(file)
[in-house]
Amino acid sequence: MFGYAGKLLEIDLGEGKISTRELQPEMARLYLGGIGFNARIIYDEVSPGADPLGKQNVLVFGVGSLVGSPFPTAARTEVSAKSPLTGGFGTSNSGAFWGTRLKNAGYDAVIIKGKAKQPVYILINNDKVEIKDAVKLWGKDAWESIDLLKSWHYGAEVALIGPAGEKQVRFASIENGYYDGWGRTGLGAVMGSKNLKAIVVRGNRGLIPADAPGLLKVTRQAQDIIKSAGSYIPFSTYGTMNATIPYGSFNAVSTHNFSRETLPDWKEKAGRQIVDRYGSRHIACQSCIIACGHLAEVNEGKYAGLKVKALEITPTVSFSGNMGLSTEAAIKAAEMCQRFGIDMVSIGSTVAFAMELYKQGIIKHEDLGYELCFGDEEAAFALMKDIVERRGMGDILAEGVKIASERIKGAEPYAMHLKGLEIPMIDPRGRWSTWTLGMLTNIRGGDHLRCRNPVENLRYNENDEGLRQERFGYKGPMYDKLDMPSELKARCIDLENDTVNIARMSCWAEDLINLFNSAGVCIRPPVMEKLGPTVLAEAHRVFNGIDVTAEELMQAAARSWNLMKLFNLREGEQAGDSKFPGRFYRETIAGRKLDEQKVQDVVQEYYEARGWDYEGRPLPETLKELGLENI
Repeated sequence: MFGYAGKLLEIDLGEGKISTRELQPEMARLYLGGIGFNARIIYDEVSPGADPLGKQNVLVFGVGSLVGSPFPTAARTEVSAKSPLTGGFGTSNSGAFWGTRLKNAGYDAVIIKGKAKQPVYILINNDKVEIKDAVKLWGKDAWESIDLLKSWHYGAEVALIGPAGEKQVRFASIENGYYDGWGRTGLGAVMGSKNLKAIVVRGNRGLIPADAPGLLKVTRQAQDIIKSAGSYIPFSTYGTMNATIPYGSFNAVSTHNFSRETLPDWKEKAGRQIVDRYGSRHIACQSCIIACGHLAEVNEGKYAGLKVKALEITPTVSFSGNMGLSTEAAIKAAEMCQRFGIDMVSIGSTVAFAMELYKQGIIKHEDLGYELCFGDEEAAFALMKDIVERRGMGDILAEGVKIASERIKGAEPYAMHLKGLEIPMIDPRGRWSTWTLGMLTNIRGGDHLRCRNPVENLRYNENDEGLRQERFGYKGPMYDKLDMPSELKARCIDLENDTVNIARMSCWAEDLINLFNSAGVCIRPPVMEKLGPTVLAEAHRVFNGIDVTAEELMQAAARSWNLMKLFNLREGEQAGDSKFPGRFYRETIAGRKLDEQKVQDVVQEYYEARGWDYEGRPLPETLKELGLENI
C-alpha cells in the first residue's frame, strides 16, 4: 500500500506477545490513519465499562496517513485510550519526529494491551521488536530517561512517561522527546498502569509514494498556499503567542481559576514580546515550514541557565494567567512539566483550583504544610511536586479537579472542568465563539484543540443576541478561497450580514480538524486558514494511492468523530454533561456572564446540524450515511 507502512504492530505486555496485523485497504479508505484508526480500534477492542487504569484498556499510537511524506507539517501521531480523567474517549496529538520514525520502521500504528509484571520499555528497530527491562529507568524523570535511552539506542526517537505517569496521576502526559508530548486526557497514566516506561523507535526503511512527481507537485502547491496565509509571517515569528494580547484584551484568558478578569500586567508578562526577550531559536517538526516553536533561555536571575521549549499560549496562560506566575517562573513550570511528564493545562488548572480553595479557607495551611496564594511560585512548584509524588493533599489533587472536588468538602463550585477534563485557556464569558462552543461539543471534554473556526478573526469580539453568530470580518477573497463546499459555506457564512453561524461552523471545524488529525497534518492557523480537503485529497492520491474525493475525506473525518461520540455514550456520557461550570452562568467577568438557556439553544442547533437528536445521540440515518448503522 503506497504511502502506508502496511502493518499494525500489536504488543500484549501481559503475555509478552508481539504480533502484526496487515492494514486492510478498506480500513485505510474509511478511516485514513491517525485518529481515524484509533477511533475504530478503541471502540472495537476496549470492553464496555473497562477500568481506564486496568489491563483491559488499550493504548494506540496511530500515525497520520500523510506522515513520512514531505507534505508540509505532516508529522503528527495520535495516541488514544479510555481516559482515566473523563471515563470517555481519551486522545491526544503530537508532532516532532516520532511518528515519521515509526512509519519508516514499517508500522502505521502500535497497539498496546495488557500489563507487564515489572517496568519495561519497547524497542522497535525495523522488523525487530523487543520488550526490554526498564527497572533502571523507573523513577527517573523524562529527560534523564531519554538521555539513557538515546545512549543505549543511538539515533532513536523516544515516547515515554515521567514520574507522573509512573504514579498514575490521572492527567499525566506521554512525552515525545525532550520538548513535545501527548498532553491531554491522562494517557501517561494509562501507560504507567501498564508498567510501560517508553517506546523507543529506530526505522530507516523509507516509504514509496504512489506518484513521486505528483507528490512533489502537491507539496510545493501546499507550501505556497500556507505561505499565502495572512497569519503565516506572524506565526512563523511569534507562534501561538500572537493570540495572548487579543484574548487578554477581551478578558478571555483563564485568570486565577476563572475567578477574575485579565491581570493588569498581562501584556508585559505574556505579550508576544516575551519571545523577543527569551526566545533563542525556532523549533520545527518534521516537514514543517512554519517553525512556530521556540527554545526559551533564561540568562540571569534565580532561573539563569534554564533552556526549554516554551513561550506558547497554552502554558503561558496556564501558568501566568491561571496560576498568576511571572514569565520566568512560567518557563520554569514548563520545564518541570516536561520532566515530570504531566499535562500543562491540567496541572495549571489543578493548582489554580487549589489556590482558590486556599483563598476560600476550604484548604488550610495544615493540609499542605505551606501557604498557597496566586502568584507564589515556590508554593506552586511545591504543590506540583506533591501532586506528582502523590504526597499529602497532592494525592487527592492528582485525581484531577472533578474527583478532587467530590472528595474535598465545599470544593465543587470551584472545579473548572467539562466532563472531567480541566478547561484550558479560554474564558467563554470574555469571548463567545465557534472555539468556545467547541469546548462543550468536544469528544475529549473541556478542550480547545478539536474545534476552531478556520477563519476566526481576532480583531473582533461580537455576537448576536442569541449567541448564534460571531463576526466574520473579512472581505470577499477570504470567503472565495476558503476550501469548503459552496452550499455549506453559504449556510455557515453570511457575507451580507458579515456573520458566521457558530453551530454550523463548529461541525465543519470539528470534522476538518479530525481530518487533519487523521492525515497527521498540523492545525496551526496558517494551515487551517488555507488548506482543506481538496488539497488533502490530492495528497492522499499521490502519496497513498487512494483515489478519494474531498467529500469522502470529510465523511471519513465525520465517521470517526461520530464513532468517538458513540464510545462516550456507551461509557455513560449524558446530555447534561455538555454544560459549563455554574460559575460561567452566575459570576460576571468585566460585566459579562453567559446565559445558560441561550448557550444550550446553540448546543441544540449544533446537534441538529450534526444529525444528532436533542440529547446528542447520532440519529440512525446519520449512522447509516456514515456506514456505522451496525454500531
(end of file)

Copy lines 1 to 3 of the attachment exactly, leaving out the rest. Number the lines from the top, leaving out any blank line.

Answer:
[in-house]
Amino acid sequence: MFGYAGKLLEIDLGEGKISTRELQPEMARLYLGGIGFNARIIYDEVSPGADPLGKQNVLVFGVGSLVGSPFPTAARTEVSAKSPLTGGFGTSNSGAFWGTRLKNAGYDAVIIKGKAKQPVYILINNDKVEIKDAVKLWGKDAWESIDLLKSWHYGAEVALIGPAGEKQVRFASIENGYYDGWGRTGLGAVMGSKNLKAIVVRGNRGLIPADAPGLLKVTRQAQDIIKSAGSYIPFSTYGTMNATIPYGSFNAVSTHNFSRETLPDWKEKAGRQIVDRYGSRHIACQSCIIACGHLAEVNEGKYAGLKVKALEITPTVSFSGNMGLSTEAAIKAAEMCQRFGIDMVSIGSTVAFAMELYKQGIIKHEDLGYELCFGDEEAAFALMKDIVERRGMGDILAEGVKIASERIKGAEPYAMHLKGLEIPMIDPRGRWSTWTLGMLTNIRGGDHLRCRNPVENLRYNENDEGLRQERFGYKGPMYDKLDMPSELKARCIDLENDTVNIARMSCWAEDLINLFNSAGVCIRPPVMEKLGPTVLAEAHRVFNGIDVTAEELMQAAARSWNLMKLFNLREGEQAGDSKFPGRFYRETIAGRKLDEQKVQDVVQEYYEARGWDYEGRPLPETLKELGLENI
Repeated sequence: MFGYAGKLLEIDLGEGKISTRELQPEMARLYLGGIGFNARIIYDEVSPGADPLGKQNVLVFGVGSLVGSPFPTAARTEVSAKSPLTGGFGTSNSGAFWGTRLKNAGYDAVIIKGKAKQPVYILINNDKVEIKDAVKLWGKDAWESIDLLKSWHYGAEVALIGPAGEKQVRFASIENGYYDGWGRTGLGAVMGSKNLKAIVVRGNRGLIPADAPGLLKVTRQAQDIIKSAGSYIPFSTYGTMNATIPYGSFNAVSTHNFSRETLPDWKEKAGRQIVDRYGSRHIACQSCIIACGHLAEVNEGKYAGLKVKALEITPTVSFSGNMGLSTEAAIKAAEMCQRFGIDMVSIGSTVAFAMELYKQGIIKHEDLGYELCFGDEEAAFALMKDIVERRGMGDILAEGVKIASERIKGAEPYAMHLKGLEIPMIDPRGRWSTWTLGMLTNIRGGDHLRCRNPVENLRYNENDEGLRQERFGYKGPMYDKLDMPSELKARCIDLENDTVNIARMSCWAEDLINLFNSAGVCIRPPVMEKLGPTVLAEAHRVFNGIDVTAEELMQAAARSWNLMKLFNLREGEQAGDSKFPGRFYRETIAGRKLDEQKVQDVVQEYYEARGWDYEGRPLPETLKELGLENI